Just as the Internet of Things (IoT) is getting famous with the advancement of technology, Bitcoin christened as the “Internet of Money” is getting tremendous popularity and acceptance with each passing year. As we step into the most talked about year ‘2020,’ we see notable changes in the economy of the countries and the adoption of the technologies.
Bitcoin and other cryptocurrencies are a branch of the digital and cyber realms. After having bloomed in 2009, a decade down the line, Bitcoin and cryptocurrencies are not yet widely known by masses. And, if known, Bitcoin is interpreted in numerous ways viz., currencies, securities, financial assets, derivatives, a speculative financial bubble, and a lot more.
Bitcoin Decentralization: A boon or bane?
Interestingly, this technology has lured massive investors due to its rate of liquidity and volatile nature. Now, how can a volatile natured investment help the investors?
Well, the whole of the investment industry abides by a simple, go to rule: “Higher the risk, higher the returns.”
However, unfortunately, many jurisdictions and governments in power have not regulated Bitcoin and other cryptocurrencies due to a number of limitations.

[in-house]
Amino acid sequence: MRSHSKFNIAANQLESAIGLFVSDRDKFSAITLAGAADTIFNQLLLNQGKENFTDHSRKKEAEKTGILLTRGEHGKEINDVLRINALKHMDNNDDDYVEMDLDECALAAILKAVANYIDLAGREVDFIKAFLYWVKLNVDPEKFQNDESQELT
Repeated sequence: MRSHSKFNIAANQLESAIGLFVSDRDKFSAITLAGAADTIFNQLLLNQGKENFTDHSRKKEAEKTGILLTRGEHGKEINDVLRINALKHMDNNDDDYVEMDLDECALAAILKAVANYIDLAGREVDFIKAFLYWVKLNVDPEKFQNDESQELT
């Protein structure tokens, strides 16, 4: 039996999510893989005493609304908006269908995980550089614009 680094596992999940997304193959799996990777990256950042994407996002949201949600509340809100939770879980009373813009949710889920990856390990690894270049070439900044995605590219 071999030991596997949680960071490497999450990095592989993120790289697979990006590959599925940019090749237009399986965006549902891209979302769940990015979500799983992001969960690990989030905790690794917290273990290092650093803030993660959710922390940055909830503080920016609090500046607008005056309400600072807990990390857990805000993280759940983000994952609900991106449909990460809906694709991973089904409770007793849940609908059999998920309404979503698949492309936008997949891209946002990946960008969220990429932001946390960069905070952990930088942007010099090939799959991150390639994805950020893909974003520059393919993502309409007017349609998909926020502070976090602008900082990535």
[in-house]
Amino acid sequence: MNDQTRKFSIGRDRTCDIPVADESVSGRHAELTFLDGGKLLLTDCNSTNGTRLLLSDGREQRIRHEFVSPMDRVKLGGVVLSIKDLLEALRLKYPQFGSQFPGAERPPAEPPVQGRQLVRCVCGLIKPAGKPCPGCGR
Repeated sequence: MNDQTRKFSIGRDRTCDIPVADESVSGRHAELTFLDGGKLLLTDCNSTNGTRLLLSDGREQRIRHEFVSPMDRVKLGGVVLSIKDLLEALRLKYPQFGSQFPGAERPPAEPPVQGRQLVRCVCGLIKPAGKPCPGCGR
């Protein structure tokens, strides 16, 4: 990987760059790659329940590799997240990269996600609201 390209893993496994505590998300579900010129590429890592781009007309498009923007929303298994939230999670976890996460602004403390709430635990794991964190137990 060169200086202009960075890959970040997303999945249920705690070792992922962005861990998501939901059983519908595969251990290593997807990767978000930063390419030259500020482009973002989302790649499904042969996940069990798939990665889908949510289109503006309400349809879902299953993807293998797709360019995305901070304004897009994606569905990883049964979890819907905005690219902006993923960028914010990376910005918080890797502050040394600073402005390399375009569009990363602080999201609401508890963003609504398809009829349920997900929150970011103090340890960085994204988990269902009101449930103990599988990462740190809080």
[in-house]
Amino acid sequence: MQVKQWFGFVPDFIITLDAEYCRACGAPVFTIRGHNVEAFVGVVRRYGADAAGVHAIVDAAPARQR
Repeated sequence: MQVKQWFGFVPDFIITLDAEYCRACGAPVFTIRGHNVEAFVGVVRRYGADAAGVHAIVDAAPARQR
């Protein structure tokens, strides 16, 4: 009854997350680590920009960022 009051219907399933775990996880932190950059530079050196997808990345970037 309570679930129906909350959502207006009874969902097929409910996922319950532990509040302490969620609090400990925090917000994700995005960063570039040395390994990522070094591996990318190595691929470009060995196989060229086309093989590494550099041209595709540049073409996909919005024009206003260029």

- First, the energy and the resource depletion that is caused in mining Bitcoin is massive and destructive, leading to breach the environment laws.
- Second, although Bitcoin meets the criteria of a medium of exchange, it fails as a store of value and a unit of account due to its virtual nature.
- Third, the value of Bitcoin will always be speculated as per its demand from the investors and traders. This will eventually make people crazy by its high interest and lead to utter inflation in the name of investment. For instance, 2 years back, Bitcoin was most talked about when it had hit $20,000 at the end of 2017. But by the end of 2018, BTC price slid to rock bottom and at the time of writing this, Bitcoin was trading above $8,000.
Despite having a transactional value, which is majorly compared to the US Dollar, it is not preferred and accepted as much as the US Dollar. Although, we know this as “crypto” and “currency,” Bitcoin is not really preferred against fiat currencies like US Dollar, Euro, British Pound, Japanese Yen, Canadian Dollar, Australian Dollar etc. If it manages to abide by the definition of currency, this will boost its adoption and help dilute the gambling factor.
Unlike traditional currency that can be stored and counted, we can’t store Bitcoin in our physical wallet, therefore, highlighting the importance of the technology deployed.
In terms of transactional unit, the US Dollar rules as the ultimate power of comparison. So, what if Bitcoin and cryptocurrencies begin to be accepted as centralized currency? This will welcome a high percentage of inflation. Moreover, the economic gap will only widen wherein the rich will get richer, and the poor will get poorer.
All in all, accepting Bitcoin and cryptocurrencies as the ultimate medium of exchange and comparison, along with the traditional currency, seems illegitimate in nature. Interestingly, Bitcoin seems to be diffusing like a technology-based product rather than like a currency, making it inversely correlated to the traditional currencies.